Envisage this scenario: You’re a Christian and your next-door neighbour is keeping you awake playing oppressively loud music in the middle of the night every night despite your repeated attempts to ask him to let you sleep. You also hear him being abusive towards his son, and witness him dealing with every life circumstance with aggression and bullying.
He’s been in prison several times for causing bodily harm to others, and you know he is currently engaged in criminal activity that has not been brought into the light. You and others are suffering a great deal as a result of this man’s behaviour, and you feel that something needs to change, and quickly.
You know you need to pray for this guy, but what kind of prayer should you pray?
You reach for your Bible in the hope you can find some inspiration, and decide there must be something in the Psalms to give you direction. You turn to Psalm 10, and read the following passage, where David is crying out to God for justice against his enemies:
For there is no faithfulness in their mouth;
Their inward part is destruction;
Their throat is an open tomb;
They flatter with their tongue.
Pronounce them guilty, O God!
Let them fall by their own counsels;
Cast them out in the multitude of their transgressions,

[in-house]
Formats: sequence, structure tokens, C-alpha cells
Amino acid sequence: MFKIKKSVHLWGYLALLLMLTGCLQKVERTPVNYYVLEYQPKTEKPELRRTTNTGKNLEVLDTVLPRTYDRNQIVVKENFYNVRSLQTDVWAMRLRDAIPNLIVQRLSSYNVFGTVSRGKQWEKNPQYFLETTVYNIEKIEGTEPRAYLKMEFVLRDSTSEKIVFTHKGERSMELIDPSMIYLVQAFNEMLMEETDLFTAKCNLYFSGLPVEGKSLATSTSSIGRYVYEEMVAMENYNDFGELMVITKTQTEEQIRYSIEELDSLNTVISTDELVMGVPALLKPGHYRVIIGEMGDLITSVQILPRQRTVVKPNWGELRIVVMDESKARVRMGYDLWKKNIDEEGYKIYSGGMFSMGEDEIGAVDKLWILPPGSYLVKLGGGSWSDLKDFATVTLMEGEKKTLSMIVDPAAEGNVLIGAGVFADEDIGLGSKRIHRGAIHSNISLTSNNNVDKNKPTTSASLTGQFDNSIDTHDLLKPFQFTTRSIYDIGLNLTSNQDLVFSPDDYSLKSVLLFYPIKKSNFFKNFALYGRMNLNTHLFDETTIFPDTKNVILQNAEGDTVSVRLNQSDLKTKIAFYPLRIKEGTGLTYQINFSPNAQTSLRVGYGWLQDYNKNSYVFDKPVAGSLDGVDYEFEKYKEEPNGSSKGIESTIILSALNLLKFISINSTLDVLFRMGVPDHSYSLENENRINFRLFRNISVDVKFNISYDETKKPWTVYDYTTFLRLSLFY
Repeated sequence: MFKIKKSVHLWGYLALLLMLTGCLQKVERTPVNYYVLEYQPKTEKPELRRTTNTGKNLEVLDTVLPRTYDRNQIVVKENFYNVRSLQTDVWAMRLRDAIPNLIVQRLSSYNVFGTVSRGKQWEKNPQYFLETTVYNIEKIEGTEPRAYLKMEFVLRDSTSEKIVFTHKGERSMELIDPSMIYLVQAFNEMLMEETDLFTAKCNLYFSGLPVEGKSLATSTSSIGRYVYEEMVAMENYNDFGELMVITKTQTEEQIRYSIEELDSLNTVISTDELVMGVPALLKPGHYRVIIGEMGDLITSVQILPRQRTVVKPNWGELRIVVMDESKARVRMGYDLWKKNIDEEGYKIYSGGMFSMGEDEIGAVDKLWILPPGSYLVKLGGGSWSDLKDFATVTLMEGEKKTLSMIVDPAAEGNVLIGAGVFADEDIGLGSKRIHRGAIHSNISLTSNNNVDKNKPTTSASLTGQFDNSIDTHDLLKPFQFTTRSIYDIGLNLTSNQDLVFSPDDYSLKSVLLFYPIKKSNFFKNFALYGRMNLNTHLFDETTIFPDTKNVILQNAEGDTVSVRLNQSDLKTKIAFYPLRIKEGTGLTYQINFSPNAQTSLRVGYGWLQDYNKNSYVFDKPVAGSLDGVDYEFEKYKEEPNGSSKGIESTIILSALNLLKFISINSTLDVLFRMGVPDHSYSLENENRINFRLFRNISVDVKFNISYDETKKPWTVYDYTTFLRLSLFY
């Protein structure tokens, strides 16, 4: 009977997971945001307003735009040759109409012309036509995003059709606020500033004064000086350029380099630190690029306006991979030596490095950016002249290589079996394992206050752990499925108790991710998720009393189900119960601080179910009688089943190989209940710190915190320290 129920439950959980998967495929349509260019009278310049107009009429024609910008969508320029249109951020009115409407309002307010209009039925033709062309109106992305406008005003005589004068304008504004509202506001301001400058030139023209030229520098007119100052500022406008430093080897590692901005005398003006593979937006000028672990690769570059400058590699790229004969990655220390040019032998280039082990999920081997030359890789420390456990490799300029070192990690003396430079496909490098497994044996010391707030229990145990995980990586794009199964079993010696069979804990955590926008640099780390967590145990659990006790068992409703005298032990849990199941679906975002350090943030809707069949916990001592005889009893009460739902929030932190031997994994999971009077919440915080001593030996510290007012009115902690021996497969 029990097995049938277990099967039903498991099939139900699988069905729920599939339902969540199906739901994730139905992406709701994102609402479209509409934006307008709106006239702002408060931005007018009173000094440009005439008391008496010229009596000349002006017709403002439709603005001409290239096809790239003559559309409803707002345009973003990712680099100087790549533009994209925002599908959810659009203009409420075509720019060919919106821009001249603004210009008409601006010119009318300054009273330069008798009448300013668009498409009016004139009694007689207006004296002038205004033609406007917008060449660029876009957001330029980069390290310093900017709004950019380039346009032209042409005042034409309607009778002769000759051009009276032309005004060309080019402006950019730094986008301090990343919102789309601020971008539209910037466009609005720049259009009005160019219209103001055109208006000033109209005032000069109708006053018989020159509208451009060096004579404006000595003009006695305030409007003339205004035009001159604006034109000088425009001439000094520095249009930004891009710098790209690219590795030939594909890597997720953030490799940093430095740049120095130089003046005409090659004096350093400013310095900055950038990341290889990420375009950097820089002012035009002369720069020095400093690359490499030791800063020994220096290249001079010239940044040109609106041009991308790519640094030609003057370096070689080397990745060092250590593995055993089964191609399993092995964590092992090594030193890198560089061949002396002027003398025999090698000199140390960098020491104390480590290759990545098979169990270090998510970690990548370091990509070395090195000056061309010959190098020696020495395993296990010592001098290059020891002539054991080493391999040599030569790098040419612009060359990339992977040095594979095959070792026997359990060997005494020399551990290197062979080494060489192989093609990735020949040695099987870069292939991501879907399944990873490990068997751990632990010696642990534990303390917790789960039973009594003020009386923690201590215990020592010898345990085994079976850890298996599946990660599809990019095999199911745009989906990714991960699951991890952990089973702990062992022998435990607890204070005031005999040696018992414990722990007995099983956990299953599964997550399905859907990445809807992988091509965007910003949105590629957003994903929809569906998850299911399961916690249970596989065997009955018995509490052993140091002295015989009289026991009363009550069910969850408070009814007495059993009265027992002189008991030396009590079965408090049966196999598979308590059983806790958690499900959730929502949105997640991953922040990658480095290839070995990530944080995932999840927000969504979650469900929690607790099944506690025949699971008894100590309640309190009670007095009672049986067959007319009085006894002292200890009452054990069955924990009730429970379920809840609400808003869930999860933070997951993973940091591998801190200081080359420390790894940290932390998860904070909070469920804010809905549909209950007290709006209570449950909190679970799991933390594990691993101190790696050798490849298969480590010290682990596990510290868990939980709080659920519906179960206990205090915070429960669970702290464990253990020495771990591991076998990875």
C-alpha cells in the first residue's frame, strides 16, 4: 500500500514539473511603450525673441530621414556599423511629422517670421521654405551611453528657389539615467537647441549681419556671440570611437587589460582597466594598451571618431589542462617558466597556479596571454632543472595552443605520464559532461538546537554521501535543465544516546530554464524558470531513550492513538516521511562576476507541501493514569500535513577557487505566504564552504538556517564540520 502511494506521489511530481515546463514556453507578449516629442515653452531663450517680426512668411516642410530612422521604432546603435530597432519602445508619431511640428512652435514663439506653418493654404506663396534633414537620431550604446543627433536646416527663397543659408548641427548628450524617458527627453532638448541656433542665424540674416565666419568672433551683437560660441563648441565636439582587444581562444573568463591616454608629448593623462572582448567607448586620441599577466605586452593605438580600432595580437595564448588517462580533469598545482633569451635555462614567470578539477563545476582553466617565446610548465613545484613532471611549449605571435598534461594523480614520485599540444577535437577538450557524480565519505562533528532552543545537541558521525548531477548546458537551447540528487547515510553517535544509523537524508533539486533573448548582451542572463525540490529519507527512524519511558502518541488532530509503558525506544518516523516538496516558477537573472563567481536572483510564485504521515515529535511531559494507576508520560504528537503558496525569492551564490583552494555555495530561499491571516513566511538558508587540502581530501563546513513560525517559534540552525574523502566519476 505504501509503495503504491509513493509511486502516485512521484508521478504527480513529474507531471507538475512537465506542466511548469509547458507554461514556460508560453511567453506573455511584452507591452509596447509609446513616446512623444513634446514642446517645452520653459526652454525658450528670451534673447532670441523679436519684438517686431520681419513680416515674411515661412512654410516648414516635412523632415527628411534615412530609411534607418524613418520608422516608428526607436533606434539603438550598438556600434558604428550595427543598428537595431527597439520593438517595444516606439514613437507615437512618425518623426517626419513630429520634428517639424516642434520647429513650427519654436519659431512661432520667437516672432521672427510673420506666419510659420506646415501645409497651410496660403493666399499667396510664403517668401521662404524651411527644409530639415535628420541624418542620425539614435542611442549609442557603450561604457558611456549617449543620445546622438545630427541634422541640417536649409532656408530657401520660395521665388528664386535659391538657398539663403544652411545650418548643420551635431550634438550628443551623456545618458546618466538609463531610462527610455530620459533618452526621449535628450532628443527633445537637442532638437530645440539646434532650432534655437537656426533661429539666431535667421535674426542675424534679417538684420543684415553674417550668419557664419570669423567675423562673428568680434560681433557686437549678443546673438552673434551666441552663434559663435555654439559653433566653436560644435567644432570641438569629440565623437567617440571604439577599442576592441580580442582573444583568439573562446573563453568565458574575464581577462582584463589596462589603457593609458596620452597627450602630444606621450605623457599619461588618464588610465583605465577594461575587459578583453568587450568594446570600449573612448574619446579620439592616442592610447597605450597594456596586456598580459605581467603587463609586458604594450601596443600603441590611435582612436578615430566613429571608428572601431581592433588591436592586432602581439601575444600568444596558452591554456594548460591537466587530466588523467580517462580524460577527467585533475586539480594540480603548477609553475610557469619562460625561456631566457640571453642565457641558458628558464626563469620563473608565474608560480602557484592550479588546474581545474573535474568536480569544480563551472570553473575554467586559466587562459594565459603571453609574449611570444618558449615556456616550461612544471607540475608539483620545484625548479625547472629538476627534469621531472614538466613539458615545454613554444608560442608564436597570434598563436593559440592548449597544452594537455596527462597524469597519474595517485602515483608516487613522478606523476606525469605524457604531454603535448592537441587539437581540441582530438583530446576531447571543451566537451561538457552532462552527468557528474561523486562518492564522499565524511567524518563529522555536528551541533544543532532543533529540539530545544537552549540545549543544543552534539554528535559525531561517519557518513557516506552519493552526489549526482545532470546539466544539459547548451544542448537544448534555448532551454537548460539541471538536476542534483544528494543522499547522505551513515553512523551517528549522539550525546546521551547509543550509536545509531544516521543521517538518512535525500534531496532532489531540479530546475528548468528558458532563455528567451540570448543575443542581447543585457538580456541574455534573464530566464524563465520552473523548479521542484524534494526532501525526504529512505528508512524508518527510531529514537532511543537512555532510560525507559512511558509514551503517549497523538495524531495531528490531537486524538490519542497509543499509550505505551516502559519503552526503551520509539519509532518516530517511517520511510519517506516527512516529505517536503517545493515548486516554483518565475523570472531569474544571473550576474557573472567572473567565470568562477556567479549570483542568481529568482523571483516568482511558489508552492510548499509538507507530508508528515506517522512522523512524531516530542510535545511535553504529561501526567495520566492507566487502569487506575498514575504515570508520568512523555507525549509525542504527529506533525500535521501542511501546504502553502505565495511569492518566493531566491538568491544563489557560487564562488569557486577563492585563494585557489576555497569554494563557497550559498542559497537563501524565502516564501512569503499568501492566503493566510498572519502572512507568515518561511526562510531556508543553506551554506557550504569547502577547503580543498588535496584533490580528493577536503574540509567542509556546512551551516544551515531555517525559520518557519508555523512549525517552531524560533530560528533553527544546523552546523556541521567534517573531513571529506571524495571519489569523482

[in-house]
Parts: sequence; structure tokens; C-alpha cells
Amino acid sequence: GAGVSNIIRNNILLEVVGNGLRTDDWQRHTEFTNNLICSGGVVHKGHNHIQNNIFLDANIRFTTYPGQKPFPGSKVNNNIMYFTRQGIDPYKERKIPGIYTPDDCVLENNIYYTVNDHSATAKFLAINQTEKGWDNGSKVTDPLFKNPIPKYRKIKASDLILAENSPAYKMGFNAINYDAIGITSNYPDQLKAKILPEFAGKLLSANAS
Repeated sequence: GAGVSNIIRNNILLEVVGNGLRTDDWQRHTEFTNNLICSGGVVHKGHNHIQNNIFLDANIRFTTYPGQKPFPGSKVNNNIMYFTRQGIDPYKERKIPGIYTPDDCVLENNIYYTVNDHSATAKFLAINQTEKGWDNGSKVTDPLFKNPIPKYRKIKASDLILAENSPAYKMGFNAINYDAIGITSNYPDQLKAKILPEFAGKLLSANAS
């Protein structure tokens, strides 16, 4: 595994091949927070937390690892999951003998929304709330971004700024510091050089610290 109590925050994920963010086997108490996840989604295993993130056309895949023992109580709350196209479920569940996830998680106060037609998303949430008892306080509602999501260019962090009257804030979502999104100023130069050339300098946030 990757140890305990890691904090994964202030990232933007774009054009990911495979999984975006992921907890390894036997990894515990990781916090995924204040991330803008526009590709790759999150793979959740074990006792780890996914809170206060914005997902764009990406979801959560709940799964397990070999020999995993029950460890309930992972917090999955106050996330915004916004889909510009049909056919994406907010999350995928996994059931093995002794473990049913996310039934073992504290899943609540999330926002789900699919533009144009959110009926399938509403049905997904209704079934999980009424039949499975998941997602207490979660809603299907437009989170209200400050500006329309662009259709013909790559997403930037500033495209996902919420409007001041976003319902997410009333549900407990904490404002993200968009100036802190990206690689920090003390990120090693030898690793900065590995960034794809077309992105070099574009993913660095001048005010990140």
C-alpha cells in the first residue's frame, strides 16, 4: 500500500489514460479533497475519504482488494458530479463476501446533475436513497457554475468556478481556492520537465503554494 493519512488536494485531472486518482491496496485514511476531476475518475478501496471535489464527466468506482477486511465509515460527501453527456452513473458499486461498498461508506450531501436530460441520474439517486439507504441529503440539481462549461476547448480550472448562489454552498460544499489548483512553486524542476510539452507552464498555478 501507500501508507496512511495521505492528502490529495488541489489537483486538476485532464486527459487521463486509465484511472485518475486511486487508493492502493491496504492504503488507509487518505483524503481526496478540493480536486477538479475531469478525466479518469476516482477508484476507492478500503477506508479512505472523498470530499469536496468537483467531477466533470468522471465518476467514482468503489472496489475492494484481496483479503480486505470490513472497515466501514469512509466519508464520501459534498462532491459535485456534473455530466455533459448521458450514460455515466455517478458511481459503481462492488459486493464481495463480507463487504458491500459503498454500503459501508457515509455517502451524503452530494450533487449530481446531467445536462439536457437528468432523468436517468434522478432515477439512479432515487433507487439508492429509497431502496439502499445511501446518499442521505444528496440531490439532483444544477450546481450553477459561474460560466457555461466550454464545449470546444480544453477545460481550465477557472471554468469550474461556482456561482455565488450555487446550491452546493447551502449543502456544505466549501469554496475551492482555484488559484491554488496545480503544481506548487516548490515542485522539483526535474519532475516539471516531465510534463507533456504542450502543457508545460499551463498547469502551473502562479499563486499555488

For they have rebelled against You.
(Psalm 5:9-10 NKJV)
That seems to fit your emotions perfectly! You are tempted to get down on your knees and pray this prayer to God, asking for your neighbour to be pronounced guilty and receive punishment for his cruel behaviour.
But there is something holding you back. It doesn’t feel quite right to pray in that way, because you know Jesus said something important about loving your enemies. So you reach for your Bible once more and turn to the book of Matthew:
“You have heard the law that says, ‘Love your neighbour’ and hate your enemy. But I say, love your enemies! Pray for those who persecute you!” (Matthew 5:44)
All of a sudden you’re conflicted. You need to pray over this situation with the guy next door, but do you pray for him to be arrested and face the justice of the legal system, or do you pray for God to change the guy’s heart and forgive him – for mercy rather than justice?
My instinct tells me that Jesus is the ultimate authority, and so if we find ourselves in such a situation we should pray for a transformation of our neighbour’s heart, and for God’s grace and mercy in his life, rather than for him to be found guilty in the way that King David desired for his enemies and as expressed in the Psalms. After all, we have all done wicked things, and wouldn’t we want God’s mercy for our own transgressions?
Have you ever faced such a conflict in your prayer life? Let me know your thoughts in the comments below.